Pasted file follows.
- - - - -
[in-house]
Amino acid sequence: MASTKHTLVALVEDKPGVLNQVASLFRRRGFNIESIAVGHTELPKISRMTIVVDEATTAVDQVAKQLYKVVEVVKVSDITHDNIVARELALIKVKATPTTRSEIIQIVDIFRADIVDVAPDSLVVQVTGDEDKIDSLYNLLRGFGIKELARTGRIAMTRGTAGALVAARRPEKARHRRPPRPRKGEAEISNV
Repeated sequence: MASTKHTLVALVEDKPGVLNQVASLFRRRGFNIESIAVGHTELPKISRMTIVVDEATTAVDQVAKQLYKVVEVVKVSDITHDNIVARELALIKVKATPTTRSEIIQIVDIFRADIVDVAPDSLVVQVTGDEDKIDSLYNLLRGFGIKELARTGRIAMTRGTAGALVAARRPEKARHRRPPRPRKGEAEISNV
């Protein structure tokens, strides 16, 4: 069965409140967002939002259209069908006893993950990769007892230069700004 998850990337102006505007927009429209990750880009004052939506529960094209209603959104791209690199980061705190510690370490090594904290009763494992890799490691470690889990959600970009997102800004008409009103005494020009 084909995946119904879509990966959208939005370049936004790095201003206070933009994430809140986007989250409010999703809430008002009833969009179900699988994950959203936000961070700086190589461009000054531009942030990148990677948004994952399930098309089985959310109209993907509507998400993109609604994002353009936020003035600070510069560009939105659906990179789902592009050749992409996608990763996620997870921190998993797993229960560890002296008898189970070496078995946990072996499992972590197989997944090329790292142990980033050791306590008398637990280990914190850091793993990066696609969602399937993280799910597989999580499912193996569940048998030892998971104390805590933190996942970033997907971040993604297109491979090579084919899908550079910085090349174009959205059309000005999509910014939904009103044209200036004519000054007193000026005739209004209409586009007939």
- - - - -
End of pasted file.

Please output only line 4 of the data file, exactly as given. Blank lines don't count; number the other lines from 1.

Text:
């Protein structure tokens, strides 16, 4: 069965409140967002939002259209069908006893993950990769007892230069700004 998850990337102006505007927009429209990750880009004052939506529960094209209603959104791209690199980061705190510690370490090594904290009763494992890799490691470690889990959600970009997102800004008409009103005494020009 084909995946119904879509990966959208939005370049936004790095201003206070933009994430809140986007989250409010999703809430008002009833969009179900699988994950959203936000961070700086190589461009000054531009942030990148990677948004994952399930098309089985959310109209993907509507998400993109609604994002353009936020003035600070510069560009939105659906990179789902592009050749992409996608990763996620997870921190998993797993229960560890002296008898189970070496078995946990072996499992972590197989997944090329790292142990980033050791306590008398637990280990914190850091793993990066696609969602399937993280799910597989999580499912193996569940048998030892998971104390805590933190996942970033997907971040993604297109491979090579084919899908550079910085090349174009959205059309000005999509910014939904009103044209200036004519000054007193000026005739209004209409586009007939």